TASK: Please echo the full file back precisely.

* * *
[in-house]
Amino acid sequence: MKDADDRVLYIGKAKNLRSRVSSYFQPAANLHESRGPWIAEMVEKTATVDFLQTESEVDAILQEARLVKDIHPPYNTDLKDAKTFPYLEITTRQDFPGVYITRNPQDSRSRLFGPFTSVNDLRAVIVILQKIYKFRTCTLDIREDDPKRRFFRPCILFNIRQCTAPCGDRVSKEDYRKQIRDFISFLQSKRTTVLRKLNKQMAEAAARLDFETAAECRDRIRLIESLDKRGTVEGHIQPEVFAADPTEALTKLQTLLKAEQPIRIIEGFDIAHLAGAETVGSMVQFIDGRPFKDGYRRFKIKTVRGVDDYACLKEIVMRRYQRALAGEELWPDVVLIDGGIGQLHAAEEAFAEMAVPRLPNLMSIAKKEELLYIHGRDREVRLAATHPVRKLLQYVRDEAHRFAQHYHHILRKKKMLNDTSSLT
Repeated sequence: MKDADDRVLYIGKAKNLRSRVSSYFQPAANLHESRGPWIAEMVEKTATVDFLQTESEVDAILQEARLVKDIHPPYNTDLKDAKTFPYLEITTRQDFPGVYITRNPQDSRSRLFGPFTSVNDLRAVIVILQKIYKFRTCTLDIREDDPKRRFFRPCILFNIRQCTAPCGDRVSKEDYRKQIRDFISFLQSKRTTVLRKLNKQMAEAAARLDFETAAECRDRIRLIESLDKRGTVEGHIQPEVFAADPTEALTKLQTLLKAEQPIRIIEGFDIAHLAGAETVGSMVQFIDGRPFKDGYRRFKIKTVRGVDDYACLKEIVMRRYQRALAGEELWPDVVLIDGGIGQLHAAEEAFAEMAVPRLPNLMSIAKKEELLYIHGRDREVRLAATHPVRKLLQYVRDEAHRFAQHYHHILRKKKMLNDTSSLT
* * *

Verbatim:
[in-house]
Amino acid sequence: MKDADDRVLYIGKAKNLRSRVSSYFQPAANLHESRGPWIAEMVEKTATVDFLQTESEVDAILQEARLVKDIHPPYNTDLKDAKTFPYLEITTRQDFPGVYITRNPQDSRSRLFGPFTSVNDLRAVIVILQKIYKFRTCTLDIREDDPKRRFFRPCILFNIRQCTAPCGDRVSKEDYRKQIRDFISFLQSKRTTVLRKLNKQMAEAAARLDFETAAECRDRIRLIESLDKRGTVEGHIQPEVFAADPTEALTKLQTLLKAEQPIRIIEGFDIAHLAGAETVGSMVQFIDGRPFKDGYRRFKIKTVRGVDDYACLKEIVMRRYQRALAGEELWPDVVLIDGGIGQLHAAEEAFAEMAVPRLPNLMSIAKKEELLYIHGRDREVRLAATHPVRKLLQYVRDEAHRFAQHYHHILRKKKMLNDTSSLT
Repeated sequence: MKDADDRVLYIGKAKNLRSRVSSYFQPAANLHESRGPWIAEMVEKTATVDFLQTESEVDAILQEARLVKDIHPPYNTDLKDAKTFPYLEITTRQDFPGVYITRNPQDSRSRLFGPFTSVNDLRAVIVILQKIYKFRTCTLDIREDDPKRRFFRPCILFNIRQCTAPCGDRVSKEDYRKQIRDFISFLQSKRTTVLRKLNKQMAEAAARLDFETAAECRDRIRLIESLDKRGTVEGHIQPEVFAADPTEALTKLQTLLKAEQPIRIIEGFDIAHLAGAETVGSMVQFIDGRPFKDGYRRFKIKTVRGVDDYACLKEIVMRRYQRALAGEELWPDVVLIDGGIGQLHAAEEAFAEMAVPRLPNLMSIAKKEELLYIHGRDREVRLAATHPVRKLLQYVRDEAHRFAQHYHHILRKKKMLNDTSSLT